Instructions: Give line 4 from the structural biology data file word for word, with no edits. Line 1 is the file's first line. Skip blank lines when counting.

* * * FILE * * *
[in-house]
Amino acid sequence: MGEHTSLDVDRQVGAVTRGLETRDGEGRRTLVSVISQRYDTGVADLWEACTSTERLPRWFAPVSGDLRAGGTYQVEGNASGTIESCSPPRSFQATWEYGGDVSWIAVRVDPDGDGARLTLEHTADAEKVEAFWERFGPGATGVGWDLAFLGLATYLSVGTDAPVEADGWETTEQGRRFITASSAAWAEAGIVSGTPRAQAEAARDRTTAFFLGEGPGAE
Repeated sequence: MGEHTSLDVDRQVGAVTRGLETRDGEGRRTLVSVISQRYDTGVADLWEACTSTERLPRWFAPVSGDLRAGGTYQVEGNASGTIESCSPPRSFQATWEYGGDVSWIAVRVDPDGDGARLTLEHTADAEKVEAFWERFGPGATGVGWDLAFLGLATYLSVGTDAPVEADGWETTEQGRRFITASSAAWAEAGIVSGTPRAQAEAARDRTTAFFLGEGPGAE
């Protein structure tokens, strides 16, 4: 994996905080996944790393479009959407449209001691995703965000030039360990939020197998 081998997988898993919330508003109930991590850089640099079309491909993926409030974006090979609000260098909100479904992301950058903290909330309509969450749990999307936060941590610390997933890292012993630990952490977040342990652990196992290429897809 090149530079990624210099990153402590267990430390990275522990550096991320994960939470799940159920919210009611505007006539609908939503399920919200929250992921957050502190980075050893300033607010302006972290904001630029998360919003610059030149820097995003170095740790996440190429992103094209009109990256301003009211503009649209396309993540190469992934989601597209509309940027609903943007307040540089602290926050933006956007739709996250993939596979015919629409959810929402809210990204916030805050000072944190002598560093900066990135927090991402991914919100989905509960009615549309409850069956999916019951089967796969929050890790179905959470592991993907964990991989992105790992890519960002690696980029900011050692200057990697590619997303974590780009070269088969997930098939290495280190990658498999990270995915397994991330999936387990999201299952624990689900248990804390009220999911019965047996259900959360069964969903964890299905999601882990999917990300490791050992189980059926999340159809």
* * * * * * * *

């Protein structure tokens, strides 16, 4: 994996905080996944790393479009959407449209001691995703965000030039360990939020197998 081998997988898993919330508003109930991590850089640099079309491909993926409030974006090979609000260098909100479904992301950058903290909330309509969450749990999307936060941590610390997933890292012993630990952490977040342990652990196992290429897809 090149530079990624210099990153402590267990430390990275522990550096991320994960939470799940159920919210009611505007006539609908939503399920919200929250992921957050502190980075050893300033607010302006972290904001630029998360919003610059030149820097995003170095740790996440190429992103094209009109990256301003009211503009649209396309993540190469992934989601597209509309940027609903943007307040540089602290926050933006956007739709996250993939596979015919629409959810929402809210990204916030805050000072944190002598560093900066990135927090991402991914919100989905509960009615549309409850069956999916019951089967796969929050890790179905959470592991993907964990991989992105790992890519960002690696980029900011050692200057990697590619997303974590780009070269088969997930098939290495280190990658498999990270995915397994991330999936387990999201299952624990689900248990804390009220999911019965047996259900959360069964969903964890299905999601882990999917990300490791050992189980059926999340159809």